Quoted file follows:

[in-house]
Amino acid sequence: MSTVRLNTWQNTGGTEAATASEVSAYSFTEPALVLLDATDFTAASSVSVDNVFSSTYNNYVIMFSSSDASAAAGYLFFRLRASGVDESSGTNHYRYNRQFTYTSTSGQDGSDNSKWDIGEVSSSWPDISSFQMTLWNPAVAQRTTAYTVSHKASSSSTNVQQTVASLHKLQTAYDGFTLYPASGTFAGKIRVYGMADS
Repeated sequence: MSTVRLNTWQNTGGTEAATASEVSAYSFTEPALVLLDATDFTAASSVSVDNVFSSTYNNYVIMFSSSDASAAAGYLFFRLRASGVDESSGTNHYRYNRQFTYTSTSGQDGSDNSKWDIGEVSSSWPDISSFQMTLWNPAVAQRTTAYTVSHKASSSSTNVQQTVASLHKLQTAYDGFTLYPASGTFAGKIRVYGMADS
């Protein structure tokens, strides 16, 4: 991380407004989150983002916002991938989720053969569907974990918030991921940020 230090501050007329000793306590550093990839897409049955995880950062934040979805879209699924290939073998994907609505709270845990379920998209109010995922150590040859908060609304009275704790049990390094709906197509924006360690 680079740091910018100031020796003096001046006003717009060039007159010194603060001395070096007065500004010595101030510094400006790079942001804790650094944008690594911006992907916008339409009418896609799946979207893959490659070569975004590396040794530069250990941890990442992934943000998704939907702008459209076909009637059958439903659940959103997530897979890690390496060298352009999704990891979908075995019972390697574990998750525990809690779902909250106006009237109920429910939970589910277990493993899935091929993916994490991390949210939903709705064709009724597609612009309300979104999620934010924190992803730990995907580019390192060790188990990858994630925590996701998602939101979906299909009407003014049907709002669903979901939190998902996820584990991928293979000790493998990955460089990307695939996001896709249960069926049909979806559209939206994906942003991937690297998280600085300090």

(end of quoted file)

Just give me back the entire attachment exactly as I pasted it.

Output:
[in-house]
Amino acid sequence: MSTVRLNTWQNTGGTEAATASEVSAYSFTEPALVLLDATDFTAASSVSVDNVFSSTYNNYVIMFSSSDASAAAGYLFFRLRASGVDESSGTNHYRYNRQFTYTSTSGQDGSDNSKWDIGEVSSSWPDISSFQMTLWNPAVAQRTTAYTVSHKASSSSTNVQQTVASLHKLQTAYDGFTLYPASGTFAGKIRVYGMADS
Repeated sequence: MSTVRLNTWQNTGGTEAATASEVSAYSFTEPALVLLDATDFTAASSVSVDNVFSSTYNNYVIMFSSSDASAAAGYLFFRLRASGVDESSGTNHYRYNRQFTYTSTSGQDGSDNSKWDIGEVSSSWPDISSFQMTLWNPAVAQRTTAYTVSHKASSSSTNVQQTVASLHKLQTAYDGFTLYPASGTFAGKIRVYGMADS
């Protein structure tokens, strides 16, 4: 991380407004989150983002916002991938989720053969569907974990918030991921940020 230090501050007329000793306590550093990839897409049955995880950062934040979805879209699924290939073998994907609505709270845990379920998209109010995922150590040859908060609304009275704790049990390094709906197509924006360690 680079740091910018100031020796003096001046006003717009060039007159010194603060001395070096007065500004010595101030510094400006790079942001804790650094944008690594911006992907916008339409009418896609799946979207893959490659070569975004590396040794530069250990941890990442992934943000998704939907702008459209076909009637059958439903659940959103997530897979890690390496060298352009999704990891979908075995019972390697574990998750525990809690779902909250106006009237109920429910939970589910277990493993899935091929993916994490991390949210939903709705064709009724597609612009309300979104999620934010924190992803730990995907580019390192060790188990990858994630925590996701998602939101979906299909009407003014049907709002669903979901939190998902996820584990991928293979000790493998990955460089990307695939996001896709249960069926049909979806559209939206994906942003991937690297998280600085300090």